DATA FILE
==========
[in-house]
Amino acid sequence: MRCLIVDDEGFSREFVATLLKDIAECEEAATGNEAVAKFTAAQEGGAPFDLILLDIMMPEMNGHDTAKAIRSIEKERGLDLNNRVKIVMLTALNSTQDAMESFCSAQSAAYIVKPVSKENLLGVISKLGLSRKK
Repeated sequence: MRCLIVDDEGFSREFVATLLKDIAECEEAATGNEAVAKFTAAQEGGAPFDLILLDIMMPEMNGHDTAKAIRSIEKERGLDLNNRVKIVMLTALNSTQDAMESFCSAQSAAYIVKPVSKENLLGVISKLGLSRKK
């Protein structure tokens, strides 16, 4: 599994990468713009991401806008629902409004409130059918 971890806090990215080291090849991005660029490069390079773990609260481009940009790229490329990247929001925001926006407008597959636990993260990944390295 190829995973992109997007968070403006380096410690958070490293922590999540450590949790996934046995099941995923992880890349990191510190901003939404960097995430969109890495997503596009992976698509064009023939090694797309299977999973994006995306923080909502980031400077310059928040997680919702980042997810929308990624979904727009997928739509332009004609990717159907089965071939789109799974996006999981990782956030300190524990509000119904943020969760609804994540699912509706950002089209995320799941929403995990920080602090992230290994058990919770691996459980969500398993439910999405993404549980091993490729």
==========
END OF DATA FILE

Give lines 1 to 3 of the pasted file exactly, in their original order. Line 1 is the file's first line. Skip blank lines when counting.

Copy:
[in-house]
Amino acid sequence: MRCLIVDDEGFSREFVATLLKDIAECEEAATGNEAVAKFTAAQEGGAPFDLILLDIMMPEMNGHDTAKAIRSIEKERGLDLNNRVKIVMLTALNSTQDAMESFCSAQSAAYIVKPVSKENLLGVISKLGLSRKK
Repeated sequence: MRCLIVDDEGFSREFVATLLKDIAECEEAATGNEAVAKFTAAQEGGAPFDLILLDIMMPEMNGHDTAKAIRSIEKERGLDLNNRVKIVMLTALNSTQDAMESFCSAQSAAYIVKPVSKENLLGVISKLGLSRKK